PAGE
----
The opinion of the court was delivered by: Garland E. Burrell, Jr. United States District Judge
ORDER DENYING DEFENDANTS' MOTION TO ENFORCE A SETTLEMENT AGREEMENT
Defendants filed a motion on April 20, 2011, in which they "move this Court to enforce the settlement agreement reached by the parties," arguing: "Plaintiffs agreed to settle the entire case by conveying, through their attorney, their assent to the material terms of the agreement to defense counsel, by filing a Notice of Settlement with the Court, and by providing various settlement amounts to be paid to the Plaintiffs." (Def.'s Mot. 7:6-10.) Defendants argue that after a mediation, the parties reached an oral settlement agreement under which Defendant City of Elk Grove (the "City") "agreed to pay Plaintiffs and their attorney . . . $105,000 to resolve claims stemming from the July 1, 2008 arrest of Plaintiff Tamara Dumas." (Defs.' Reply 1:27-2:1-2.) Plaintiffs oppose the motion, arguing, inter alia, that the "parties did not intend to be bound until a settlement agreement was set forth in writing, signed, and formally approved by the Elk Grove City Council." (Pl.'s Opp. 1:18-20.)
"It is well settled that a district court has the equitable power to enforce summarily an agreement to settle a case pending before it. However, the district court may enforce only complete settlement agreements." Callie v. Near, 829 F.2d 888, 890 (9th Cir. 1987). "Because [the decision whether to] exercise [this] authority . . . depends on the parties' agreement to a complete settlement, the court cannot [decide whether it should] enforce a settlement until it concludes that a complete agreement has been reached and determines the terms and conditions of that agreement." Hensley v. Alcon Labs., Inc., 277 F.3d 535, 540 (4th Cir. 2002). The formation of a complete settlement agreement requires "the intent of the parties to bind themselves . . . [and] agreement on its material terms." Callie, 829 F.2d at 891. "The construction and enforcement of settlement agreements are governed by principles of local law which apply to interpretation of contracts generally." United Commercial Ins. Serv., Inc. v. Paymaster Corp., 962 F.2d 853, 856 (9th Cir. 1992). Here, "this Court applies California law regarding the formation and interpretation of [the parties' alleged oral settlement agreement]." Roundtree v. Adams, 2009 WL 790038, at *4 (E.D. Cal. Mar. 23, 2009).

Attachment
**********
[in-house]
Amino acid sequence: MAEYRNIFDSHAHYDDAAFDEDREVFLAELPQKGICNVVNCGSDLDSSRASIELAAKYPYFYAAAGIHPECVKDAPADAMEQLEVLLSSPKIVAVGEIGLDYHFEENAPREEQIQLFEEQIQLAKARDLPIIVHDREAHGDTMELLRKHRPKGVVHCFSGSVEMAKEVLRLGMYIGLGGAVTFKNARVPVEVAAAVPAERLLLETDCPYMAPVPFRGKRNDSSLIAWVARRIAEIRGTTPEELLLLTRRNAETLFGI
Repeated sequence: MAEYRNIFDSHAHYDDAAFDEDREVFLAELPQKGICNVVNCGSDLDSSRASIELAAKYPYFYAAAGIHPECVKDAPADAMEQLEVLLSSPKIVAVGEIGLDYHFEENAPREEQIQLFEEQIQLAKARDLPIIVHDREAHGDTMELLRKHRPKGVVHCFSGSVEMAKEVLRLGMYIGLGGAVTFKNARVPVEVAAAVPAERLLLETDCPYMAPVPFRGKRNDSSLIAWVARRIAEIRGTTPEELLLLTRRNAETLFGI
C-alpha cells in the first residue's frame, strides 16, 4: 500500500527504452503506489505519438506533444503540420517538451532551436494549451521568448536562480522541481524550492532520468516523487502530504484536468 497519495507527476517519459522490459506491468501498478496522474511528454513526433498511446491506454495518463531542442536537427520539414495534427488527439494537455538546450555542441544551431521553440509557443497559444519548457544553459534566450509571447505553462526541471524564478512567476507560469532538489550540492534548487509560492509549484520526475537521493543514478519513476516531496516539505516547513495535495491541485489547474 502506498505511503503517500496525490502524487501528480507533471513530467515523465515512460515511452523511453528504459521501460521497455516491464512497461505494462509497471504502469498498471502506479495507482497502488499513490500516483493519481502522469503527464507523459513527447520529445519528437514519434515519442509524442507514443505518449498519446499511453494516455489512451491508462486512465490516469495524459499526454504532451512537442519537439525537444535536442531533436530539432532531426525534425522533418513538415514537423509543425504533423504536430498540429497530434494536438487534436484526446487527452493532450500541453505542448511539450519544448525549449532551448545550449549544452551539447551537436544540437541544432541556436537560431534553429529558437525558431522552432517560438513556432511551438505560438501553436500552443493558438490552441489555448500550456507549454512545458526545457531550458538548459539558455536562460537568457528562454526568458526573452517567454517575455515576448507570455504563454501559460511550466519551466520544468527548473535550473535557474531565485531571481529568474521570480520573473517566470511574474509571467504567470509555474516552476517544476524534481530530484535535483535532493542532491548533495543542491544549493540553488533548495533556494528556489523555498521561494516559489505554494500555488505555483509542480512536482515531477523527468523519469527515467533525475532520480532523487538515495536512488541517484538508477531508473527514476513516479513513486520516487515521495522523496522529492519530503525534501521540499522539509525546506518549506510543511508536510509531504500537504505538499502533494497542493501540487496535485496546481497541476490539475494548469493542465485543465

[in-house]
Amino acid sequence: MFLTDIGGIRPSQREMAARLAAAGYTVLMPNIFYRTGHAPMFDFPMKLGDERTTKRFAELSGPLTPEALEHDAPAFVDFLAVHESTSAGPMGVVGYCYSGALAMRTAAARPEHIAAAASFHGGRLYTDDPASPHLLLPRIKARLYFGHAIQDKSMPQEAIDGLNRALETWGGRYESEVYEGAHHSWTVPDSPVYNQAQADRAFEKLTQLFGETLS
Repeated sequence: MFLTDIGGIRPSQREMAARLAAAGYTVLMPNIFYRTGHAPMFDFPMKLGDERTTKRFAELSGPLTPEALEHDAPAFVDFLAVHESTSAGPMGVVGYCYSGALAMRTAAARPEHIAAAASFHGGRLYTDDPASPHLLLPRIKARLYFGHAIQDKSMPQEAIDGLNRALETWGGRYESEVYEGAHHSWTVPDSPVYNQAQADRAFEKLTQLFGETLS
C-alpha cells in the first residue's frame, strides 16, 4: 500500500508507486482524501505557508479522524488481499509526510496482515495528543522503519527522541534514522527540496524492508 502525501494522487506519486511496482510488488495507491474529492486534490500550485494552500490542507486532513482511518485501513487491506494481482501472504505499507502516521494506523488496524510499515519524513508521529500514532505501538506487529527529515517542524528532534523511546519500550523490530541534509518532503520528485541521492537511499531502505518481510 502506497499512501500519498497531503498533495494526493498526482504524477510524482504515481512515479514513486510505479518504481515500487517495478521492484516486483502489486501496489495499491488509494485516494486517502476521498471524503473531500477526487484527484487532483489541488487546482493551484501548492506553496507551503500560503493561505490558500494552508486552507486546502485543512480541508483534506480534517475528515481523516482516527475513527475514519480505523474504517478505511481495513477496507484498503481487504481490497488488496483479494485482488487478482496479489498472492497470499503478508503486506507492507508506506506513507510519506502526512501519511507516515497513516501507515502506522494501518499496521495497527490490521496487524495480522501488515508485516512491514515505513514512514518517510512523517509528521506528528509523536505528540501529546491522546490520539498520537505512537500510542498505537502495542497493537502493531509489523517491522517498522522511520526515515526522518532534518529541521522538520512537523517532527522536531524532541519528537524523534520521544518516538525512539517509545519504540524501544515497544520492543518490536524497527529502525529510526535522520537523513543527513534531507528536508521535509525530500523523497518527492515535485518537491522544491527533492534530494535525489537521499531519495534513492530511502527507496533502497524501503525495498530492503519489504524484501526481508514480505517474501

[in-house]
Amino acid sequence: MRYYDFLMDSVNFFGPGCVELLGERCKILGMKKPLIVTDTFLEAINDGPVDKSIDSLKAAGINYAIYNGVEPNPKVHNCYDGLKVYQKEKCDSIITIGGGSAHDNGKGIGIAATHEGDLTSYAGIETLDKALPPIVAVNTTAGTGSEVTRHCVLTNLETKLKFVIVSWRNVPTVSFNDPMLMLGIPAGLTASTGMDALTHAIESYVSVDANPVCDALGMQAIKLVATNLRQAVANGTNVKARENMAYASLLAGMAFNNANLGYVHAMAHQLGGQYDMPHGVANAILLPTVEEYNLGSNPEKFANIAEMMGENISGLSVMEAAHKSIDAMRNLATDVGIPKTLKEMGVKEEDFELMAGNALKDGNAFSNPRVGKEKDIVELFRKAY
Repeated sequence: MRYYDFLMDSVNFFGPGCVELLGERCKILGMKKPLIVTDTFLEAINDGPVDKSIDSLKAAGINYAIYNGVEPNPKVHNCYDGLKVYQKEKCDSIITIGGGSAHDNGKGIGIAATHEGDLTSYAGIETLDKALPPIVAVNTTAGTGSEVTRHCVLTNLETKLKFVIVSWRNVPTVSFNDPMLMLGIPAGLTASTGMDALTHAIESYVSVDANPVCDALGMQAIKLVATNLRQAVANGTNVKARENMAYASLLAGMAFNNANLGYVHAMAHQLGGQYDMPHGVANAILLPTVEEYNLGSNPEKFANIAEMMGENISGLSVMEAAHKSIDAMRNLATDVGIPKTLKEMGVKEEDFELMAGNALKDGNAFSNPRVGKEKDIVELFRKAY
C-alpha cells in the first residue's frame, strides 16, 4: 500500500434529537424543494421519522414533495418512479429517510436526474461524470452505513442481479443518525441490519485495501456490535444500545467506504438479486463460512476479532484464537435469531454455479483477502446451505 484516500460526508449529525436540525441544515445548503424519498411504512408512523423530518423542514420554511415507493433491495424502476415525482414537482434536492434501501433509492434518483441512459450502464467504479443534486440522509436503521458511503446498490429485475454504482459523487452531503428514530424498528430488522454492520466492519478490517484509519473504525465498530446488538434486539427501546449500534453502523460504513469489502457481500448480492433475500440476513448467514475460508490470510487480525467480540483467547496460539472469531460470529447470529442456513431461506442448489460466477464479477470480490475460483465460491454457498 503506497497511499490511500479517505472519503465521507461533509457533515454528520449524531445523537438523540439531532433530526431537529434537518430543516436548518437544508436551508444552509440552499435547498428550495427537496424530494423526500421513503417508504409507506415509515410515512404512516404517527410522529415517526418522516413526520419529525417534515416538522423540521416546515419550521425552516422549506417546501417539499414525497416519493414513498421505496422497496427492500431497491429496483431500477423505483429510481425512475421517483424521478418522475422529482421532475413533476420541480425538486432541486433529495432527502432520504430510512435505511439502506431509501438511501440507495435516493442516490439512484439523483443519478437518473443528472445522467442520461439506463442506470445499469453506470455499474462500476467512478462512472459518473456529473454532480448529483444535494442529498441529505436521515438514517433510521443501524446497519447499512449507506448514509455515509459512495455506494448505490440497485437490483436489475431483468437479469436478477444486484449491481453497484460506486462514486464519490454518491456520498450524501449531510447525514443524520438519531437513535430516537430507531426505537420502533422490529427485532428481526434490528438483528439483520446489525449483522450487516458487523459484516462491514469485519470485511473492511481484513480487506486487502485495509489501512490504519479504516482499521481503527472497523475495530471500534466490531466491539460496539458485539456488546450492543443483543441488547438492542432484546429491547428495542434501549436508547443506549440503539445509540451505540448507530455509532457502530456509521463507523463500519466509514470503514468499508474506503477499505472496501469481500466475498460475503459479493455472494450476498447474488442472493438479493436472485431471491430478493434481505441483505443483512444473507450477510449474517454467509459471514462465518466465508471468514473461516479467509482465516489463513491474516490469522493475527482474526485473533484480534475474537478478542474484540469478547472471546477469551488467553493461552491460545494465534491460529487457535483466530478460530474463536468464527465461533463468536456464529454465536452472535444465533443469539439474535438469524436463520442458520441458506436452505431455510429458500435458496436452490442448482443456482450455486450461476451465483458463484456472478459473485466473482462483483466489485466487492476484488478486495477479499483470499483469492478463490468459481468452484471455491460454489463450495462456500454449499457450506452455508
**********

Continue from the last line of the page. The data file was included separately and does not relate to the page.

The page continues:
Defendants argue that on July 29, 2010, the parties "had an agreement as to all material terms." (Def.'s Mot. 9:3.) However, even assuming, arguendo, the parties agreed upon material terms on July 29, 2010, it is clear from the Notice of Settlement filed on August 9, 2010, that the parties agreed to an additional term which conditioned the settlement upon approval by the City. "A contract not in writing may be modified in any respect by consent of the parties, in writing, without new consideration, and is extinguished thereby to the extent of the modification." Cal. Civ. Code § 1697 (2011). "Mutual consent is determined under an objective standard applied to the outward manifestations or expressions of the parties . . . ." Bustamente v. Intuit, Inc., 141 Cal. App. 4th 199, 208 (2006) (internal citation and quotation marks omitted).
The Notice of Settlement, signed by both Plaintiff and Defendants, states: "The settlement is conditioned upon approval by the [City]." (Notice of Settlement 2:1-1, Aug. 9, 2010; ECF No. 32.) Therefore, Plaintiff and Defendants' written Notice of Settlement added a condition precedent which makes clear that the parties did not intend to bind themselves until the City approved the settlement. However, there is no evidence that the City ever approved of a settlement agreement with Plaintiffs. Absent such evidence, there is no complete settlement agreement which the Court can enforce. Therefore, Defendants' motion to enforce a settlement agreement with Plaintiffs is DENIED.
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